January 9, 1926,
Susan was born 9 January 1926 in Vacha, Germany, a small Thuringian town where her family had lived for more than 400 years. Her father, Hermann, owned a general store and her mother, Bertha, managed the home and took care of Susan and her younger sister, Brunhilde (b. 1928). The Strauss family was one of about twenty Jewish families living in Vacha in the years leading up to the war.
Soon after the Nazis took power, many of Susan's friends stopped playing with her. In 1938 she was forced to leave the public school and she and Brunhilde moved to Frankfurt am Main to study at the Jewish school. That November, the Nazis unleashed a wave of pogroms throughout Germany known as Kristallnacht, “The Night of Broken Glass”. In Vacha, local party members damaged the family store and imprisoned her father in Buchenwald. He was released four weeks later on the condition that he would emigrate quickly; he fled to Belgium in 1939. Nearly a year later, in February 1940, her father reached the United States, but he was unable to get his family out of Germany.
After Susan’s father emigrated, the family moved to Berlin with Hermann’s mother, Jettchen. Susan, her mother, and sister were conscripted into forced labor and were put to work producing radio equipment for the German U-boats. On January 25, 1942, Susan and her family were deported to the Riga ghetto in occupied Latvia. Shortly after arriving, her grandmother, Jettchen, was taken to the nearby forest and killed. The ghetto was liquidated in October 1943 and Susan and her family were deported to the nearby Kaiserwald concentration camp. After arriving, Susan was separated from her mother and sister and sent to the Meteor factory where she repaired and painted pontoon boats. In August 1944 she was transported by boat to Stutthof, only to be transferred to Sophienwalde two weeks later. At Sophienwalde she was forced to uproot trees to clear the way for a new road and later worked as a bricklayer. In January 1945 the camp was evacuated and Susan and the other prisoners were forced to march 150km over ten days until they reached the camp at Lauenberg in eastern Germany.
Susan’s mother perished in the Thorn (Torun) labor camp and her sister, Brunhilde, died in Stutthof. Susan was liberated by Soviet troops on March 10, 1945, but with nowhere to go she was transported to the east and forced to work on a Soviet farm. Eventually she was sent to work in the town of Koszalin where she met a Polish Jew from Lodz named Herman Taube.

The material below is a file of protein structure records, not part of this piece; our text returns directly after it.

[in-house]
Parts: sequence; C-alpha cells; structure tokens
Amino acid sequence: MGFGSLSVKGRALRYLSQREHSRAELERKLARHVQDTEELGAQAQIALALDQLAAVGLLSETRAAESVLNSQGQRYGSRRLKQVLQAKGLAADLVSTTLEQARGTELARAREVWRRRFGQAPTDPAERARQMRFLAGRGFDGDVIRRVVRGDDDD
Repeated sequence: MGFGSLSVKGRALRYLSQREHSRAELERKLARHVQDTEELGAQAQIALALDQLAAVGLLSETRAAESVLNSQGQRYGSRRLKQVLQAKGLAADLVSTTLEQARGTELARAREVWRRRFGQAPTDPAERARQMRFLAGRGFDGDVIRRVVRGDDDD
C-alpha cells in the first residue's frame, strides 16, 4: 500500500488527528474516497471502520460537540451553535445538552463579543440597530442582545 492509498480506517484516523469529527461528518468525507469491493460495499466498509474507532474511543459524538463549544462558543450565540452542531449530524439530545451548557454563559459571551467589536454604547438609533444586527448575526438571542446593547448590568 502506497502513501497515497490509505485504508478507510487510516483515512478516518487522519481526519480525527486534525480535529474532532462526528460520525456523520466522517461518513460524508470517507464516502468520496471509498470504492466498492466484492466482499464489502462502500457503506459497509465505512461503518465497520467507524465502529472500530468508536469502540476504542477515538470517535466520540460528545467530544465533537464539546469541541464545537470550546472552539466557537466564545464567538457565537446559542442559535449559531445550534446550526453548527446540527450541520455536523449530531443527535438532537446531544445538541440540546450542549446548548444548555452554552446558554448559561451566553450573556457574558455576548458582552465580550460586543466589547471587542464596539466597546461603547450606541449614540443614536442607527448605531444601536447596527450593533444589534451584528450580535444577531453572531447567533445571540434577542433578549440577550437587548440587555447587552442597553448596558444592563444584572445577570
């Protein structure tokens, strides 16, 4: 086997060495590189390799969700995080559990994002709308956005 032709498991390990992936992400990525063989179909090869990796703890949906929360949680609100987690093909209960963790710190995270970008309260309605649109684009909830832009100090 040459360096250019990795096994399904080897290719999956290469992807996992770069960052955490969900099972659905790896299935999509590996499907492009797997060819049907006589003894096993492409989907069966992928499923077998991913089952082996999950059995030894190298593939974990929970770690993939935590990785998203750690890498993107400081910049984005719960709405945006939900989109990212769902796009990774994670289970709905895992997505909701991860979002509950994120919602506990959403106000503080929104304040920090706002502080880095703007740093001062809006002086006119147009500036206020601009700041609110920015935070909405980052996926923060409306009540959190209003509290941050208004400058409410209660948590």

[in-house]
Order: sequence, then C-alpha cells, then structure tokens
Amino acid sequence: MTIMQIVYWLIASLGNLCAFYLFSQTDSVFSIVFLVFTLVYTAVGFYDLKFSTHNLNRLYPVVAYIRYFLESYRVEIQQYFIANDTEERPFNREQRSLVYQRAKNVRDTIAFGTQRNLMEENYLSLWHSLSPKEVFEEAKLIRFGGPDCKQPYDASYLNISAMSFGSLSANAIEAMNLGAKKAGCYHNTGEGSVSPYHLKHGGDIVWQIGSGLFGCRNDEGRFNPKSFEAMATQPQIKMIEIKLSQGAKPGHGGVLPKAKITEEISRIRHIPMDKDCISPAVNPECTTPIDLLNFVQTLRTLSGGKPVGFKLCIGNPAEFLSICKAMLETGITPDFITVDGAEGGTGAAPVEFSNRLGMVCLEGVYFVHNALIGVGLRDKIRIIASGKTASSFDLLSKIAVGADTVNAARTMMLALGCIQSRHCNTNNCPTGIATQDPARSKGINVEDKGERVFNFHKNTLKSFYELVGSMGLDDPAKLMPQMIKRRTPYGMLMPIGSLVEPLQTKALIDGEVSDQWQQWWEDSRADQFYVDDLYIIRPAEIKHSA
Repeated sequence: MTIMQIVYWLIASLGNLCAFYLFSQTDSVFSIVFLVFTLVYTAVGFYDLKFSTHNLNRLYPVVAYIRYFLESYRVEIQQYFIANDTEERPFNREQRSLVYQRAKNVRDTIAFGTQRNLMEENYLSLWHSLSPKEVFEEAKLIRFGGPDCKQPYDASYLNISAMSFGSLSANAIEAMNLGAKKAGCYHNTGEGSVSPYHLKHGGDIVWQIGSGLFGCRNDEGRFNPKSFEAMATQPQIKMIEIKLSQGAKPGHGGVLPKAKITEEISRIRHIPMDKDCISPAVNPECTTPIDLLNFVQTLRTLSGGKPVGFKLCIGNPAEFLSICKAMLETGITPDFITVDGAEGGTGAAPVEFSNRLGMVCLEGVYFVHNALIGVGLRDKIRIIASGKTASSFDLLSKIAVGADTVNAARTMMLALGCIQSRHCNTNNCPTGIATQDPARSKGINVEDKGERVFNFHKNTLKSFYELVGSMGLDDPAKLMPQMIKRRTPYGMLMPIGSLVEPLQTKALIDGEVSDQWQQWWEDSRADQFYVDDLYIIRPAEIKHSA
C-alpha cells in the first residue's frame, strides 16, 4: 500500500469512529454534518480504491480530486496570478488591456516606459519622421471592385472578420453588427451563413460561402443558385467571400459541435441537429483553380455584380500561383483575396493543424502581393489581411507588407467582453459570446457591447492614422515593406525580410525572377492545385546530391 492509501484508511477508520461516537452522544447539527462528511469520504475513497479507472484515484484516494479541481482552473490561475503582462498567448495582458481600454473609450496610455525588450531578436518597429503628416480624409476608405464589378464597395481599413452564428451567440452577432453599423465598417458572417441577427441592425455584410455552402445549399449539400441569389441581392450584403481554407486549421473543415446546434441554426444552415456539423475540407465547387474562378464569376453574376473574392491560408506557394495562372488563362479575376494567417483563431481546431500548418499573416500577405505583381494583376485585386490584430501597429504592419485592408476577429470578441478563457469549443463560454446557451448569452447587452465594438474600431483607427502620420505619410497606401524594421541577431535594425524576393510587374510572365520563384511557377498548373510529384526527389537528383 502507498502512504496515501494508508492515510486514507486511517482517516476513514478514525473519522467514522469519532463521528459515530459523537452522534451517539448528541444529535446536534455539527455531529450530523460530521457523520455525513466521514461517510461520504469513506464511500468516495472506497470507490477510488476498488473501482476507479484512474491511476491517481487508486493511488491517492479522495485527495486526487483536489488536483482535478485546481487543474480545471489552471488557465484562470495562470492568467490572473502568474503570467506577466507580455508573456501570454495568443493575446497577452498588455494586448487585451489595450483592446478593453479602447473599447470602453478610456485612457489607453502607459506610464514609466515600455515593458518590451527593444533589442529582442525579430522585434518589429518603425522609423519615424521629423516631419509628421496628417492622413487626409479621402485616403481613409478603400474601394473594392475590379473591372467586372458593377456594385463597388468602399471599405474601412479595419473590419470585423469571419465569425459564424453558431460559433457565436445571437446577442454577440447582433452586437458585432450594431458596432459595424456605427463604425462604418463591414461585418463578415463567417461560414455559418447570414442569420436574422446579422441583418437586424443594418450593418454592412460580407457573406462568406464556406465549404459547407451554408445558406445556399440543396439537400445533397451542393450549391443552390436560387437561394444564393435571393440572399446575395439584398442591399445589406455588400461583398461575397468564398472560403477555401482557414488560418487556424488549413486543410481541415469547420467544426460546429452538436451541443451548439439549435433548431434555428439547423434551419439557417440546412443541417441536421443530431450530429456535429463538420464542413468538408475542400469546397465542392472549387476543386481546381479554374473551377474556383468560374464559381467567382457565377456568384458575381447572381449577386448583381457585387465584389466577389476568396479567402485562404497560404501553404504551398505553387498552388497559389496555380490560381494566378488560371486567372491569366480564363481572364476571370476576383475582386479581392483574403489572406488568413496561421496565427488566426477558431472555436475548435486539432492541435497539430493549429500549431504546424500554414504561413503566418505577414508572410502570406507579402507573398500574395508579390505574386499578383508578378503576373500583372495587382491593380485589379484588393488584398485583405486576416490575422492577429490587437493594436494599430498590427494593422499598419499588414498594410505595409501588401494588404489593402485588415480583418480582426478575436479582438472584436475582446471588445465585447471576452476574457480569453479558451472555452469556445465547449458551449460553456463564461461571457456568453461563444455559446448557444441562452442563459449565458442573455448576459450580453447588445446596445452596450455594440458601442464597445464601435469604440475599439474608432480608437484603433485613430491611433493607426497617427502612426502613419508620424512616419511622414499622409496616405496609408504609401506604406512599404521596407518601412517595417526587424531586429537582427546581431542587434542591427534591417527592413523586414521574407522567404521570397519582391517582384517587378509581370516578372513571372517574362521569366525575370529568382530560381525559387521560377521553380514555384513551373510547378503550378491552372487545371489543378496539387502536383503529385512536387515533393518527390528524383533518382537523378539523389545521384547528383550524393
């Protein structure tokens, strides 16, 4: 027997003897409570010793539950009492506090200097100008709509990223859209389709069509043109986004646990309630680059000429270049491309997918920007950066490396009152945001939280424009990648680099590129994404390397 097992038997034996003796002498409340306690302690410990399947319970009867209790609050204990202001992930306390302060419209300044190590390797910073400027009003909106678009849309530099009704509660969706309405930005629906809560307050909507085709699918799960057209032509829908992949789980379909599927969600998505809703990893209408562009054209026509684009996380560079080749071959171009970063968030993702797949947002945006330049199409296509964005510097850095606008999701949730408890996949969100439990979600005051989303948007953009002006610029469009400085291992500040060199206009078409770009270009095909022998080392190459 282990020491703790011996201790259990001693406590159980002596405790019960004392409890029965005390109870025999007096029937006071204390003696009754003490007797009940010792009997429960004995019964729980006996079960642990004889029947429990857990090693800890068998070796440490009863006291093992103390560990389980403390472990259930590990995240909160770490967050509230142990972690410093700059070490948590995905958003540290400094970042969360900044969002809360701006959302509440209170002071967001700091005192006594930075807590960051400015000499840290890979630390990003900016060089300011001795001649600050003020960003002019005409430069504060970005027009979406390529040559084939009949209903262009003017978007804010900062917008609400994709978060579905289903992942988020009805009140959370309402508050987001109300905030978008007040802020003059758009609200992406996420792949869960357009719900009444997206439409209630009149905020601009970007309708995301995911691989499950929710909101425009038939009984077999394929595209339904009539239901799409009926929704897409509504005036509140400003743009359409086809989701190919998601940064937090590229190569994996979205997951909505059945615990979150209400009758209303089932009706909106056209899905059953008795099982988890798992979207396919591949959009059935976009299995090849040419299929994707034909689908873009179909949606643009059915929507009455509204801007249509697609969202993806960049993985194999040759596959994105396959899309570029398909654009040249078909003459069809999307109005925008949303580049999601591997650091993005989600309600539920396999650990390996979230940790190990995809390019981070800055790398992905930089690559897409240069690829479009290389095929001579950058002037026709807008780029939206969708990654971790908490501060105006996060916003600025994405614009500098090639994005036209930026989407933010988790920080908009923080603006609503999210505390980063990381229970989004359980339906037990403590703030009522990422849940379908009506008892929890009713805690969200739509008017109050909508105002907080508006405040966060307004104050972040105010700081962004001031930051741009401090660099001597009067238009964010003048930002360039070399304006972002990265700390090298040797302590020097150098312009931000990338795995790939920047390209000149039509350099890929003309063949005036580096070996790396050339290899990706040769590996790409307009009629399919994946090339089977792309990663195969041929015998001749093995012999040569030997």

Susan and Herman married in July 1945 and lived briefly in Poland until the July, 1946 pogrom in Kielce made it apparent that they were no longer safe there. They made their way back to Germany, living for a time in the Ziegenhain displaced persons camp before settling in the town of Alsfeld. In April 1947 Susan and Herman immigrated to the United States where they were reunited with her father and settled in Baltimore. The Taubes have four children, eight grandchildren, and eight great-grandchildren.
Why I Volunteer
I like to volunteer to meet nice kids and work with nice people. Sitting at the donor desk I try and help the museum and I am able to speak about my experiences.
Portrait Portrait of Susanne Strauss (right) and her friend Rita Bergwerk. US Holocaust Memorial Museum, courtesy of Susan and Herman Taube
Susan, Herman and a group of Jewish DPs gather around a table in Koeslin, Poland. US Holocaust Memorial Museum, courtesy of Susan and Herman Taube
Susanne Strauss and her mother Bertha outside in a field near their home in Vacha, Germany. US Holocaust Memorial Museum, courtesy of Susan and Herman Taube
Susanne Taube feeds some chickens near the hospital that her husband administered. US Holocaust Memorial Museum, courtesy of Susan and Herman Taube